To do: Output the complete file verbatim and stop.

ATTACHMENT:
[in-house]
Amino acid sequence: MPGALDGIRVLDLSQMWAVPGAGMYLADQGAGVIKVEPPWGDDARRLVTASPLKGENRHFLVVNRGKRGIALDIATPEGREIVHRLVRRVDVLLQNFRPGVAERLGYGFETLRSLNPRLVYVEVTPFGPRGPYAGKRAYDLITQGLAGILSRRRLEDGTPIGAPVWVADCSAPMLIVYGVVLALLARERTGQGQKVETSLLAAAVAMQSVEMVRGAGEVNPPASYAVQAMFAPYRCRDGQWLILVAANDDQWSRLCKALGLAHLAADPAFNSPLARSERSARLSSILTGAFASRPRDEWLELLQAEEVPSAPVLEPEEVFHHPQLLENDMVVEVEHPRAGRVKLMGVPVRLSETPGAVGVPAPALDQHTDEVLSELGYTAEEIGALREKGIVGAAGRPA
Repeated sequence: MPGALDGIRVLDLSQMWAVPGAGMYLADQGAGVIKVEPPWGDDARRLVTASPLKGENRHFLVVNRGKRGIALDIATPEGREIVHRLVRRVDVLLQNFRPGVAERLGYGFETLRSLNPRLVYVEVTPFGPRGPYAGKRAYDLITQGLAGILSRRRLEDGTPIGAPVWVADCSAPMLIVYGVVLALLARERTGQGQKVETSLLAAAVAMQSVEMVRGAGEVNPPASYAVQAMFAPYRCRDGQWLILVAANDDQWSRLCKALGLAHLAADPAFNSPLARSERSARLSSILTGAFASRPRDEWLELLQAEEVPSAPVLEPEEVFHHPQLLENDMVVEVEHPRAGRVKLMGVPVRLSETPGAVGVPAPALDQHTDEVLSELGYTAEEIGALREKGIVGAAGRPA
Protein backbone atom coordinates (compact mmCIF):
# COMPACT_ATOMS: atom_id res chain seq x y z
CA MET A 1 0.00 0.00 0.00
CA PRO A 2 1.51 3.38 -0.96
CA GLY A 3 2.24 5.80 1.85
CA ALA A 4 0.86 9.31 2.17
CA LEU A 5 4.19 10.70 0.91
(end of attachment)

[in-house]
Amino acid sequence: MPGALDGIRVLDLSQMWAVPGAGMYLADQGAGVIKVEPPWGDDARRLVTASPLKGENRHFLVVNRGKRGIALDIATPEGREIVHRLVRRVDVLLQNFRPGVAERLGYGFETLRSLNPRLVYVEVTPFGPRGPYAGKRAYDLITQGLAGILSRRRLEDGTPIGAPVWVADCSAPMLIVYGVVLALLARERTGQGQKVETSLLAAAVAMQSVEMVRGAGEVNPPASYAVQAMFAPYRCRDGQWLILVAANDDQWSRLCKALGLAHLAADPAFNSPLARSERSARLSSILTGAFASRPRDEWLELLQAEEVPSAPVLEPEEVFHHPQLLENDMVVEVEHPRAGRVKLMGVPVRLSETPGAVGVPAPALDQHTDEVLSELGYTAEEIGALREKGIVGAAGRPA
Repeated sequence: MPGALDGIRVLDLSQMWAVPGAGMYLADQGAGVIKVEPPWGDDARRLVTASPLKGENRHFLVVNRGKRGIALDIATPEGREIVHRLVRRVDVLLQNFRPGVAERLGYGFETLRSLNPRLVYVEVTPFGPRGPYAGKRAYDLITQGLAGILSRRRLEDGTPIGAPVWVADCSAPMLIVYGVVLALLARERTGQGQKVETSLLAAAVAMQSVEMVRGAGEVNPPASYAVQAMFAPYRCRDGQWLILVAANDDQWSRLCKALGLAHLAADPAFNSPLARSERSARLSSILTGAFASRPRDEWLELLQAEEVPSAPVLEPEEVFHHPQLLENDMVVEVEHPRAGRVKLMGVPVRLSETPGAVGVPAPALDQHTDEVLSELGYTAEEIGALREKGIVGAAGRPA
Protein backbone atom coordinates (compact mmCIF):
# COMPACT_ATOMS: atom_id res chain seq x y z
CA MET A 1 0.00 0.00 0.00
CA PRO A 2 1.51 3.38 -0.96
CA GLY A 3 2.24 5.80 1.85
CA ALA A 4 0.86 9.31 2.17
CA LEU A 5 4.19 10.70 0.91